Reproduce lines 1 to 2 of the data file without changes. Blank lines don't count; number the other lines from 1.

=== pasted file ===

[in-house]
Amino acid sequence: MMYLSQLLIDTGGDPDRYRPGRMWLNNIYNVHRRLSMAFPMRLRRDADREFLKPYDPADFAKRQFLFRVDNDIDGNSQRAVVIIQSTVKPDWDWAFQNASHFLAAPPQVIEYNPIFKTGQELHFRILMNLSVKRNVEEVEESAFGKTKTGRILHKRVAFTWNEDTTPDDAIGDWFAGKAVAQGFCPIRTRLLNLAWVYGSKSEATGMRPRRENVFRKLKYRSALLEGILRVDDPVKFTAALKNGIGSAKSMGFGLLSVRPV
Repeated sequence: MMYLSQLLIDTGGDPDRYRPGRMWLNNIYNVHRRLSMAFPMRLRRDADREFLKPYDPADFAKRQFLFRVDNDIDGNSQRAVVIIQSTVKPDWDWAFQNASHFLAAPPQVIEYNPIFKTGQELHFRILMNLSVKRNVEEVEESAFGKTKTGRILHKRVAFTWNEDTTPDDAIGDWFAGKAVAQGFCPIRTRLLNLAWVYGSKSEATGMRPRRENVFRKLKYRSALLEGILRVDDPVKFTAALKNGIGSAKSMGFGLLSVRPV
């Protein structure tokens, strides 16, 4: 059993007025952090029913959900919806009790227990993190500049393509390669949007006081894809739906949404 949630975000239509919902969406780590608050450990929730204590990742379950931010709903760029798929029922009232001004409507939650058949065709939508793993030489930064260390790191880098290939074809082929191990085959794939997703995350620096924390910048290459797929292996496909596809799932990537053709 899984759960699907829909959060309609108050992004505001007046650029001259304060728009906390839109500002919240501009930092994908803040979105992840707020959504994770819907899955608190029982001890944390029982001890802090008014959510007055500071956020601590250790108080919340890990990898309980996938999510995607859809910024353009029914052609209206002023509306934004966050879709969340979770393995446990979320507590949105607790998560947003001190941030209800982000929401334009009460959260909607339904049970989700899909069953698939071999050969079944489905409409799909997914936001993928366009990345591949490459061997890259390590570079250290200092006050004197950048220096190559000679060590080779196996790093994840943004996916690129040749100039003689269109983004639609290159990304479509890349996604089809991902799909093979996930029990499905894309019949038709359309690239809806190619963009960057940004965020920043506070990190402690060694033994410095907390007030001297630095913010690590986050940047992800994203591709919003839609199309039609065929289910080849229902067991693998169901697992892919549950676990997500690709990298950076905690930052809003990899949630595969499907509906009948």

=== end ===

[in-house]
Amino acid sequence: MMYLSQLLIDTGGDPDRYRPGRMWLNNIYNVHRRLSMAFPMRLRRDADREFLKPYDPADFAKRQFLFRVDNDIDGNSQRAVVIIQSTVKPDWDWAFQNASHFLAAPPQVIEYNPIFKTGQELHFRILMNLSVKRNVEEVEESAFGKTKTGRILHKRVAFTWNEDTTPDDAIGDWFAGKAVAQGFCPIRTRLLNLAWVYGSKSEATGMRPRRENVFRKLKYRSALLEGILRVDDPVKFTAALKNGIGSAKSMGFGLLSVRPV